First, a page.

Is passion passé?

Your marketing content can come down from the mountaintop now: there’s no need to declare what you’re passionate about, or proclaim your values. Just show how your values shape what you do. Give evidence. People will be drawn to your business because when you describe your values, they’ll believe you.

Being straight-up can even boost your brand. By not claiming that everyone from the CEO down to the cleaner is in a permanent state of elation,  you’ll stand out from the hyped-up marketing-speak of yesterday.

 

Here’s what I mean

OPSM’s website declares that ‘We are passionate about eyecare.  With our 370 stores, you’re never far away from our expert opticians.’

Please give me some space, expert opticians.  I find your enthusiasm unnerving.

Or from Blue Sky Leisure: ‘We only do what we’re passionate about.’

 

When you say ‘passionate’ do you really mean ‘passionate’?

There are plenty of dictionary definitions out there, but here’s what I think of when I hear ‘passionate.’

  • Sacrificing your life for a cause
  • Staying awake all night because you’re inspired by an art project
  • Staying awake all night because you can’t stop thinking about someone
  • A fiery argument in a public place.

Passion can be a positive or a negative force, but it is always intense.  Consuming.  Passion overrides ‘normal’ impulses.

In this light, how many businesses pass the passion test? When you tease apart what’s really being talked about in most corporate marketing, what they’re really saying is ‘We place a high degree of importance on eyecare, and wish to be regarded as energetic, engaging people.’

That same need to forcibly inject excitement into marketing content comes through in other ways.  Such as the tendency to add exclamation marks at the end of the sentence where the content of the sentence does not warrant that level of enthusiasm!!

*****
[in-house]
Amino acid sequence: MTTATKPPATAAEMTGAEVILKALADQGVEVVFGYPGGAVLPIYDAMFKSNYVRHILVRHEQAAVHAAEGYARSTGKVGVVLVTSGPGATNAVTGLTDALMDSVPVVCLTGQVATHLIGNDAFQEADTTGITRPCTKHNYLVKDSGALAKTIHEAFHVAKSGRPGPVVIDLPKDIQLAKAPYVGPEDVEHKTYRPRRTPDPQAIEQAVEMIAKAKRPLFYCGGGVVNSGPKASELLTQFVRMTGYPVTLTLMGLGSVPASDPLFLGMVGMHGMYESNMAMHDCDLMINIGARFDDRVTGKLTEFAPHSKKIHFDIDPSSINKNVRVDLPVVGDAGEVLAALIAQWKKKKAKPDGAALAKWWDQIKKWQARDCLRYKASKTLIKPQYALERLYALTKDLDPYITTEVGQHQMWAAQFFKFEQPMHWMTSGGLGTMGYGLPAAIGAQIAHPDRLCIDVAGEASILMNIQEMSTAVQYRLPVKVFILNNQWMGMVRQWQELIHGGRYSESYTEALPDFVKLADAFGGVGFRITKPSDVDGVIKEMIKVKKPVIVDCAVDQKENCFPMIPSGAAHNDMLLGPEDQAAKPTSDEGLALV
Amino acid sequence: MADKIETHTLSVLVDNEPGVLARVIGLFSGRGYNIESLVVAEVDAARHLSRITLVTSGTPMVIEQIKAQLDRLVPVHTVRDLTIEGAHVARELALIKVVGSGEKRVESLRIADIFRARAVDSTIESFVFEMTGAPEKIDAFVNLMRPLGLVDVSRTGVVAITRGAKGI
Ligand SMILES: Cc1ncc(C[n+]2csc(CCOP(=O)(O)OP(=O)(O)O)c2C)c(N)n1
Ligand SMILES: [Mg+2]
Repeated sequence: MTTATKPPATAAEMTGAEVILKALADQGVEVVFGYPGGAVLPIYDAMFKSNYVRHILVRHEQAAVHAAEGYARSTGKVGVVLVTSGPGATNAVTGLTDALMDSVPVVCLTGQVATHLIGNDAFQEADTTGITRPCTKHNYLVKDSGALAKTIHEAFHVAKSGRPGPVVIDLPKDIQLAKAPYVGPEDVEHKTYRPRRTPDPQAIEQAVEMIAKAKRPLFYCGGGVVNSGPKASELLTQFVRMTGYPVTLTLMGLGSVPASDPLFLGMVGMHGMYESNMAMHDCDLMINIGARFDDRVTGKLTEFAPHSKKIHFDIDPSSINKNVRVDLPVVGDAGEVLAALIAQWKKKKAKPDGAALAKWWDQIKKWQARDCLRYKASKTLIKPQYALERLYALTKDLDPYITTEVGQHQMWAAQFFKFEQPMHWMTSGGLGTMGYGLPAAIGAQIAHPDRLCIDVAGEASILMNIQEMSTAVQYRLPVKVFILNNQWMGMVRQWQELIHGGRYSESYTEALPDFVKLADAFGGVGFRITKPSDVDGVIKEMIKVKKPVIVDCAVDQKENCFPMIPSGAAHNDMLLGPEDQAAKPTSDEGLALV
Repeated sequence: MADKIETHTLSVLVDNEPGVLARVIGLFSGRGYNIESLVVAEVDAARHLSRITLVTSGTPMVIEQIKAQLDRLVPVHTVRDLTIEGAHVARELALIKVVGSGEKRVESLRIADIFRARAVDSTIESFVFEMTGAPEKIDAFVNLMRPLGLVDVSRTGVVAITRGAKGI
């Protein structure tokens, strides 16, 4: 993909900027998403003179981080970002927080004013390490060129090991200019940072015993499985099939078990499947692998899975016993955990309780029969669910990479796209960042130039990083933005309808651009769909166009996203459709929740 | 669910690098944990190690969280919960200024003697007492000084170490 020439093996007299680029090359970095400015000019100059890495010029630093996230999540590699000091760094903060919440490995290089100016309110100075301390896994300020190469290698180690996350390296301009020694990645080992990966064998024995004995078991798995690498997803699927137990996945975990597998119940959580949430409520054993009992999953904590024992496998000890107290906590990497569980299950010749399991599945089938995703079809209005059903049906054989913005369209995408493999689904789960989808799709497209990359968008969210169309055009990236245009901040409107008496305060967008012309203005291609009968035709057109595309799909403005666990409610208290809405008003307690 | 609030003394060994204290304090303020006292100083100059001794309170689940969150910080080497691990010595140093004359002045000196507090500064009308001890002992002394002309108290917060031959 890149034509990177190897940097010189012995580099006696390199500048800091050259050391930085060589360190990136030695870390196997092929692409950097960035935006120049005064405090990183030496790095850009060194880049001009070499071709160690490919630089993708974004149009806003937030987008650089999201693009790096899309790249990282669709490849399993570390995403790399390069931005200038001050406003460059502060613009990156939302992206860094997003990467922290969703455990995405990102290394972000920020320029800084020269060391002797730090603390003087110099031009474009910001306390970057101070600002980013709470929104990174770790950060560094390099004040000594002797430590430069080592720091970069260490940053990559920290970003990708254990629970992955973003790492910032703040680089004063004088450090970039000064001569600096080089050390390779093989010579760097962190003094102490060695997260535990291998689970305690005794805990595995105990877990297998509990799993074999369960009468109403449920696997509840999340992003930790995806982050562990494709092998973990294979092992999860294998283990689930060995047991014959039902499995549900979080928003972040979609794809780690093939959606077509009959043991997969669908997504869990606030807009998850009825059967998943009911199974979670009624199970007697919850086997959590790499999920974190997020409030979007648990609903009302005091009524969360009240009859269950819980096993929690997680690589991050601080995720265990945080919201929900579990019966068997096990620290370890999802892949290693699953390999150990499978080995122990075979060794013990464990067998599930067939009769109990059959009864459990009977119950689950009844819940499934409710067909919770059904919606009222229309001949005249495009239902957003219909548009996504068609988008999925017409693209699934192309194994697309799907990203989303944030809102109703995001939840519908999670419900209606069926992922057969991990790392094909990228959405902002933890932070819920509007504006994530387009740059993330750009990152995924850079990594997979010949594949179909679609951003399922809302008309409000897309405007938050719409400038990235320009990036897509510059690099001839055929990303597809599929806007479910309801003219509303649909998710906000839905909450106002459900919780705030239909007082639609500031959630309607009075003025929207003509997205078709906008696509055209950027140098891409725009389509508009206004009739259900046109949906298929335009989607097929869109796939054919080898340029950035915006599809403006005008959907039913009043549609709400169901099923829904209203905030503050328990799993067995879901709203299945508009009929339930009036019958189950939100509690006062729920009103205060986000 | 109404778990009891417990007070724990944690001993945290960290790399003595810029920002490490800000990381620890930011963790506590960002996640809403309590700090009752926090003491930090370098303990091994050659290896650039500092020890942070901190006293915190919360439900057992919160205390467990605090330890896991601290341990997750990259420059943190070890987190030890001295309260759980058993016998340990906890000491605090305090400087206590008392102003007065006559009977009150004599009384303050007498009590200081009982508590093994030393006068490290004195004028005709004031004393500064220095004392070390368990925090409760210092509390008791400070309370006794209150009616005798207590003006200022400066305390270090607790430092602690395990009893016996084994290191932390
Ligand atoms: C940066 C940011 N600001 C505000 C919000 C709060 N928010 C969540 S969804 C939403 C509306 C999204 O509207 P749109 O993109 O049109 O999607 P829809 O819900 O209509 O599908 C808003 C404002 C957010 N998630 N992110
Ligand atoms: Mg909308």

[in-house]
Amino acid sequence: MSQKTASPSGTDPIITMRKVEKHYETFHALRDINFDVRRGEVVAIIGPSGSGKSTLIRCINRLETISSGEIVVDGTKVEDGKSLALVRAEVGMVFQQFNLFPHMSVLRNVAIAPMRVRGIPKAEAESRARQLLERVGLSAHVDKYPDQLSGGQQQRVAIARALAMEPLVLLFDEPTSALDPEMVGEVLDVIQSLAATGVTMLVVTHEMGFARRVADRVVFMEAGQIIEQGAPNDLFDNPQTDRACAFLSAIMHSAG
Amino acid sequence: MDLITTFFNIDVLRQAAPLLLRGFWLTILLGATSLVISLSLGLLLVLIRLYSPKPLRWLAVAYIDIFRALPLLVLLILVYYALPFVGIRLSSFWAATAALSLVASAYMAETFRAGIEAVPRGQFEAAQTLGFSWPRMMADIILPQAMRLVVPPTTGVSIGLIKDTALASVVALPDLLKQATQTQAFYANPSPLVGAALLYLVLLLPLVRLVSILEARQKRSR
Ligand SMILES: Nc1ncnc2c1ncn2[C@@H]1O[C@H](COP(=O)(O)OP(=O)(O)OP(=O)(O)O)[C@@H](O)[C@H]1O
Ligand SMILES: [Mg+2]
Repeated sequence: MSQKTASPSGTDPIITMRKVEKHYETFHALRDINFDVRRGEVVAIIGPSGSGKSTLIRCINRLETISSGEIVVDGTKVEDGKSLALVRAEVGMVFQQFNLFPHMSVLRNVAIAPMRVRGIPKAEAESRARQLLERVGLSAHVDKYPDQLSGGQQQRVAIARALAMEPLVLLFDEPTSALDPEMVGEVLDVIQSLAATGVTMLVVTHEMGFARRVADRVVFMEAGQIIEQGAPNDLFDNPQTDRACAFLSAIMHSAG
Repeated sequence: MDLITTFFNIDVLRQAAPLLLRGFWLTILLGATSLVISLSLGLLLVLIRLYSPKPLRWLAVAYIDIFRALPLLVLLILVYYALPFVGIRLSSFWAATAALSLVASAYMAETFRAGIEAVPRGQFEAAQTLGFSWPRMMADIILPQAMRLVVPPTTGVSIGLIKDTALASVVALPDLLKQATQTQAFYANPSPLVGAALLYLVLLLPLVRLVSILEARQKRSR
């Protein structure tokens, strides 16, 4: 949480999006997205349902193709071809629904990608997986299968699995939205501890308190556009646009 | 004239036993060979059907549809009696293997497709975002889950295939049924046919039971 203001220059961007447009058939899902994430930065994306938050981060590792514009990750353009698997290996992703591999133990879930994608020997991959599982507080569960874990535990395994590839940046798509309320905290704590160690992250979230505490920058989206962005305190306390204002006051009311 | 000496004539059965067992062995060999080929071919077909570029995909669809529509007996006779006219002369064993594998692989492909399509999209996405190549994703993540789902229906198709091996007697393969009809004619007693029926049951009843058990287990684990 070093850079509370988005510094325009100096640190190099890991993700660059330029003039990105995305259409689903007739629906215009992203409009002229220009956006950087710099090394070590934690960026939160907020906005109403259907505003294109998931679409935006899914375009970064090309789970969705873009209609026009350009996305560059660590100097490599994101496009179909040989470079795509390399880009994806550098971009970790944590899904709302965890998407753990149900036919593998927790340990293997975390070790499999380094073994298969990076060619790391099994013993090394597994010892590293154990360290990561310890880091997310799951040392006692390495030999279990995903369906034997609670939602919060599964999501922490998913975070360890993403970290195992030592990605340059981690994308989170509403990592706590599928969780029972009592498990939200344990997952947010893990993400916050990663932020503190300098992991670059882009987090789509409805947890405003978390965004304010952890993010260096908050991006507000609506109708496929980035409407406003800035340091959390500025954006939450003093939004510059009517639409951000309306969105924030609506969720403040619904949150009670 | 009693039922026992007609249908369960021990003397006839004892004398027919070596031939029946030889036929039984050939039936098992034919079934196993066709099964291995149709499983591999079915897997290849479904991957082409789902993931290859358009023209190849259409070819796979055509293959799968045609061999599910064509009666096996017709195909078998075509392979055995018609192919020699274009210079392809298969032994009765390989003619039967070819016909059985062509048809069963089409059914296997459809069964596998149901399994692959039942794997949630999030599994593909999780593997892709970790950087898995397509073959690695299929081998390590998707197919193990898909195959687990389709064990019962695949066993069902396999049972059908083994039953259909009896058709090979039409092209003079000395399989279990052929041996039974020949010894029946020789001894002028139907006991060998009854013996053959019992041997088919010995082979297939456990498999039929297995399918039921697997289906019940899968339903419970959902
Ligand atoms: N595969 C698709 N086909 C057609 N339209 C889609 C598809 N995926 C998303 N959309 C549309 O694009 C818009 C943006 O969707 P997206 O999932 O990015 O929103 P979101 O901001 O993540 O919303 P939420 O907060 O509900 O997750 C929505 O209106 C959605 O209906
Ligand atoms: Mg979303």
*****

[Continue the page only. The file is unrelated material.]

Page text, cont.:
The thing is, this effort at positioning usually stops at vocabulary.  Words like ‘passionate’ and ‘committed’ are inserted, but the overall tone and positioning of the language stays the same.  ’We are passionate about providing excellent service to our customers.’  It’s sort of unconvincing, like watching your dad dance.

 

Make your dead values come to life (except not in a creepy way)

There’s an old writer’s rule which helps us here:  ‘show, don’t tell.’ Instead of declaring your values and your enthusiasm, show those values in action.

Compare these two statements:

A) We are passionate about customer service

B) We will make sure your part reaches you on time.  Our dispatch team will personally take your part to the airport for shipping.  We’ve even been known to get in the car and drive it all the way to you.

There’s a crucial difference between A) and B).   In A), the passion is just an aspect of the business.  There’s a risk that your audience will just think, ‘So what?’ When you do this, you’re basically talking about yourselves, not showing what it means to the client.

That’s what B) does.  It contains the same core message, but:

  • Gives evidence to back up the implied statement about customer service
  • Provides the evidence in a story – far more persuasive than a bald statement
  • Uses ‘you’ language that includes and engages your audience

B) creates such as convincing picture that you don’t even need to statement about customer service. It’s there in the promise you make.

Passion and values are like the wind.  If you want people to see them, just show what they do.

 

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